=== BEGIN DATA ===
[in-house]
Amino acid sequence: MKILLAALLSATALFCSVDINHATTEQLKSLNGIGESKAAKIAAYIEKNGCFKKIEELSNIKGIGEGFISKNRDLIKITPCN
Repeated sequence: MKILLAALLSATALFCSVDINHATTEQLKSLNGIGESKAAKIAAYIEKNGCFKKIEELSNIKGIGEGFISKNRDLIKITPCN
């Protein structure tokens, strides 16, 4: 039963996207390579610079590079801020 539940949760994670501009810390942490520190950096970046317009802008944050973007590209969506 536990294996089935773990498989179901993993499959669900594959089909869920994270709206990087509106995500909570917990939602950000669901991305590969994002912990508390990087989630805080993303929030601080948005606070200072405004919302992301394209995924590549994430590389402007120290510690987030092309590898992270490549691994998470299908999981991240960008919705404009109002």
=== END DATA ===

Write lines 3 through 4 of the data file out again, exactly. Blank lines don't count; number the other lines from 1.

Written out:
Repeated sequence: MKILLAALLSATALFCSVDINHATTEQLKSLNGIGESKAAKIAAYIEKNGCFKKIEELSNIKGIGEGFISKNRDLIKITPCN
């Protein structure tokens, strides 16, 4: 039963996207390579610079590079801020 539940949760994670501009810390942490520190950096970046317009802008944050973007590209969506 536990294996089935773990498989179901993993499959669900594959089909869920994270709206990087509106995500909570917990939602950000669901991305590969994002912990508390990087989630805080993303929030601080948005606070200072405004919302992301394209995924590549994430590389402007120290510690987030092309590898992270490549691994998470299908999981991240960008919705404009109002």